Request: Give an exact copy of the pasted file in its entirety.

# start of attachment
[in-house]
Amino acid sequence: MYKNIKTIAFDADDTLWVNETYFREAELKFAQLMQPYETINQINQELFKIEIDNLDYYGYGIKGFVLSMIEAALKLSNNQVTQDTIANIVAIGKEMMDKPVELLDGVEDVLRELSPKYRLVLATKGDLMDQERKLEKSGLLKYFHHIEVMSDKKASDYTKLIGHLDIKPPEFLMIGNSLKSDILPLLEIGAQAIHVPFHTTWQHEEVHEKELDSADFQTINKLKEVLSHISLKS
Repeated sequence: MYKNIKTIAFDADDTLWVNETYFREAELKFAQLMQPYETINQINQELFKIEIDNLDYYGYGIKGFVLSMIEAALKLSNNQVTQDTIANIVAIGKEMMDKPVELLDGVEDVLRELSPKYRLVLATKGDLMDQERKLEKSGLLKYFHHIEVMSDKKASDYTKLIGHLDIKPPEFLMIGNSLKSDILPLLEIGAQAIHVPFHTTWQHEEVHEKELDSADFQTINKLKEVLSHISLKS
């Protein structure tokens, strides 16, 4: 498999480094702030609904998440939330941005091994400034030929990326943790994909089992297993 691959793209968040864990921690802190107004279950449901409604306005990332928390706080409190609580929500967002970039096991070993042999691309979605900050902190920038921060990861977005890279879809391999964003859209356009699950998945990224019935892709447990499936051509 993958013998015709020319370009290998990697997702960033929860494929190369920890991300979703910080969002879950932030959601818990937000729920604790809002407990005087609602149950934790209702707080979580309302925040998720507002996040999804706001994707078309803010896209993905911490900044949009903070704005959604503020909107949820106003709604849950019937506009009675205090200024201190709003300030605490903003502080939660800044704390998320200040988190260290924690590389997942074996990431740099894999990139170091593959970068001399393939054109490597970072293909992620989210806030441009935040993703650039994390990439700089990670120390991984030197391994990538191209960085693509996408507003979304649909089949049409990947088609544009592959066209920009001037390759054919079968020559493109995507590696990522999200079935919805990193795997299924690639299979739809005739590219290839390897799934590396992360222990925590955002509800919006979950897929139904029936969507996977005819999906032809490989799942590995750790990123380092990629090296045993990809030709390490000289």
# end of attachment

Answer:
[in-house]
Amino acid sequence: MYKNIKTIAFDADDTLWVNETYFREAELKFAQLMQPYETINQINQELFKIEIDNLDYYGYGIKGFVLSMIEAALKLSNNQVTQDTIANIVAIGKEMMDKPVELLDGVEDVLRELSPKYRLVLATKGDLMDQERKLEKSGLLKYFHHIEVMSDKKASDYTKLIGHLDIKPPEFLMIGNSLKSDILPLLEIGAQAIHVPFHTTWQHEEVHEKELDSADFQTINKLKEVLSHISLKS
Repeated sequence: MYKNIKTIAFDADDTLWVNETYFREAELKFAQLMQPYETINQINQELFKIEIDNLDYYGYGIKGFVLSMIEAALKLSNNQVTQDTIANIVAIGKEMMDKPVELLDGVEDVLRELSPKYRLVLATKGDLMDQERKLEKSGLLKYFHHIEVMSDKKASDYTKLIGHLDIKPPEFLMIGNSLKSDILPLLEIGAQAIHVPFHTTWQHEEVHEKELDSADFQTINKLKEVLSHISLKS
């Protein structure tokens, strides 16, 4: 498999480094702030609904998440939330941005091994400034030929990326943790994909089992297993 691959793209968040864990921690802190107004279950449901409604306005990332928390706080409190609580929500967002970039096991070993042999691309979605900050902190920038921060990861977005890279879809391999964003859209356009699950998945990224019935892709447990499936051509 993958013998015709020319370009290998990697997702960033929860494929190369920890991300979703910080969002879950932030959601818990937000729920604790809002407990005087609602149950934790209702707080979580309302925040998720507002996040999804706001994707078309803010896209993905911490900044949009903070704005959604503020909107949820106003709604849950019937506009009675205090200024201190709003300030605490903003502080939660800044704390998320200040988190260290924690590389997942074996990431740099894999990139170091593959970068001399393939054109490597970072293909992620989210806030441009935040993703650039994390990439700089990670120390991984030197391994990538191209960085693509996408507003979304649909089949049409990947088609544009592959066209920009001037390759054919079968020559493109995507590696990522999200079935919805990193795997299924690639299979739809005739590219290839390897799934590396992360222990925590955002509800919006979950897929139904029936969507996977005819999906032809490989799942590995750790990123380092990629090296045993990809030709390490000289």